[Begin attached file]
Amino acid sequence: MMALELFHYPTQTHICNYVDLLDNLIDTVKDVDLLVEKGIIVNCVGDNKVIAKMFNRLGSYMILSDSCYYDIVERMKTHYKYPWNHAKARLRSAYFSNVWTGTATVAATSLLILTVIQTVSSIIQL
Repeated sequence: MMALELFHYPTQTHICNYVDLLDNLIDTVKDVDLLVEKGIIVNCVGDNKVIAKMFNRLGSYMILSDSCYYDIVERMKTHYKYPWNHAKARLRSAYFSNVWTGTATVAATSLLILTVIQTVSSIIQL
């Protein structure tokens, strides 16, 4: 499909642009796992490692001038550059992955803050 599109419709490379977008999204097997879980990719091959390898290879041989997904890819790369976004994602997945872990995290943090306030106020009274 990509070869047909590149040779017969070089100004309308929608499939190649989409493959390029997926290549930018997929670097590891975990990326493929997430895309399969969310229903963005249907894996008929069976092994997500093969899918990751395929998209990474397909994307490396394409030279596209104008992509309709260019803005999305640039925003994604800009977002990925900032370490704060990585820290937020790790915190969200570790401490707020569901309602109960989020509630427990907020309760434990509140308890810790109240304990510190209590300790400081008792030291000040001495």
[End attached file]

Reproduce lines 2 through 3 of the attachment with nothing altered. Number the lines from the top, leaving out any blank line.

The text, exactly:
Repeated sequence: MMALELFHYPTQTHICNYVDLLDNLIDTVKDVDLLVEKGIIVNCVGDNKVIAKMFNRLGSYMILSDSCYYDIVERMKTHYKYPWNHAKARLRSAYFSNVWTGTATVAATSLLILTVIQTVSSIIQL
């Protein structure tokens, strides 16, 4: 499909642009796992490692001038550059992955803050 599109419709490379977008999204097997879980990719091959390898290879041989997904890819790369976004994602997945872990995290943090306030106020009274 990509070869047909590149040779017969070089100004309308929608499939190649989409493959390029997926290549930018997929670097590891975990990326493929997430895309399969969310229903963005249907894996008929069976092994997500093969899918990751395929998209990474397909994307490396394409030279596209104008992509309709260019803005999305640039925003994604800009977002990925900032370490704060990585820290937020790790915190969200570790401490707020569901309602109960989020509630427990907020309760434990509140308890810790109240304990510190209590300790400081008792030291000040001495």